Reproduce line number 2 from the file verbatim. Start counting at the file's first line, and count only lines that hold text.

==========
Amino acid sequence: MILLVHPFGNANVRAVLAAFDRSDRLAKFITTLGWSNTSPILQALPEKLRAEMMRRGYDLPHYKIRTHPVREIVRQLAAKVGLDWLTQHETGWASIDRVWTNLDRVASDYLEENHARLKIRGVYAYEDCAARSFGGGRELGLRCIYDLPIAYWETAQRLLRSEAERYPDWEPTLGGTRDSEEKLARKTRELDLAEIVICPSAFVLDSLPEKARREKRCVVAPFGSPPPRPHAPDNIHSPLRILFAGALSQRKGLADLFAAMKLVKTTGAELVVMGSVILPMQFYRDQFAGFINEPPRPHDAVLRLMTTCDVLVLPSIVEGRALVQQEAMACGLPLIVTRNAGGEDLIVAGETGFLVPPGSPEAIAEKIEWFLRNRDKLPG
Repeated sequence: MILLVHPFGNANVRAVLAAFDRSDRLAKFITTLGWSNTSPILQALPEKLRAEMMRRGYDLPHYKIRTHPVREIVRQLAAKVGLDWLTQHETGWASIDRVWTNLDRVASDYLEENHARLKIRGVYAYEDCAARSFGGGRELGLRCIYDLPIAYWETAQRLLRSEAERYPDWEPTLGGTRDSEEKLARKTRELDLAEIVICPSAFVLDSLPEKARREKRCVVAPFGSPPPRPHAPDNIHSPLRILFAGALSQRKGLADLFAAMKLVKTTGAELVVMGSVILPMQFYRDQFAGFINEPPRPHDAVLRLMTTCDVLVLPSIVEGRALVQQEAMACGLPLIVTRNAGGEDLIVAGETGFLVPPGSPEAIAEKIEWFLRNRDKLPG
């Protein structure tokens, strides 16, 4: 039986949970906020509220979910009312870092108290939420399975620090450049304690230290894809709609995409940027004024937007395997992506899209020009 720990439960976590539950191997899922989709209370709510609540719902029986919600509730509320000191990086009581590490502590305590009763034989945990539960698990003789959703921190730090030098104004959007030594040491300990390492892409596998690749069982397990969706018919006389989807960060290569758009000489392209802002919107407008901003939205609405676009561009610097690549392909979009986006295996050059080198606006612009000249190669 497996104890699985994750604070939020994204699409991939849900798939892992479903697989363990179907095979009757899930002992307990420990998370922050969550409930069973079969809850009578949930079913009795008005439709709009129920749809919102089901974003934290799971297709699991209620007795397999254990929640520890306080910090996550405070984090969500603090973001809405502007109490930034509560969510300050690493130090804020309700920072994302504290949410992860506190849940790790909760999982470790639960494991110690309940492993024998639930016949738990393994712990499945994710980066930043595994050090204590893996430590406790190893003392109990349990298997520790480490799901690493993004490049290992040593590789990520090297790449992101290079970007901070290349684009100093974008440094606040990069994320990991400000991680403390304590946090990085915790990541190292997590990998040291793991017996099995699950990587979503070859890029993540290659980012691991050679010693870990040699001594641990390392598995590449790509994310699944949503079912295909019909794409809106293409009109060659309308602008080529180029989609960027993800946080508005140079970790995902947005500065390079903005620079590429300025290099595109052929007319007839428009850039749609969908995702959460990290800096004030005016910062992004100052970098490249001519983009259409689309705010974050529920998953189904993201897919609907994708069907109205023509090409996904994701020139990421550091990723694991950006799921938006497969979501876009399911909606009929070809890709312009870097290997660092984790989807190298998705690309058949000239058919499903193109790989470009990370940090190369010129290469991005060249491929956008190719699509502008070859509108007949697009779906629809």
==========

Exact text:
Repeated sequence: MILLVHPFGNANVRAVLAAFDRSDRLAKFITTLGWSNTSPILQALPEKLRAEMMRRGYDLPHYKIRTHPVREIVRQLAAKVGLDWLTQHETGWASIDRVWTNLDRVASDYLEENHARLKIRGVYAYEDCAARSFGGGRELGLRCIYDLPIAYWETAQRLLRSEAERYPDWEPTLGGTRDSEEKLARKTRELDLAEIVICPSAFVLDSLPEKARREKRCVVAPFGSPPPRPHAPDNIHSPLRILFAGALSQRKGLADLFAAMKLVKTTGAELVVMGSVILPMQFYRDQFAGFINEPPRPHDAVLRLMTTCDVLVLPSIVEGRALVQQEAMACGLPLIVTRNAGGEDLIVAGETGFLVPPGSPEAIAEKIEWFLRNRDKLPG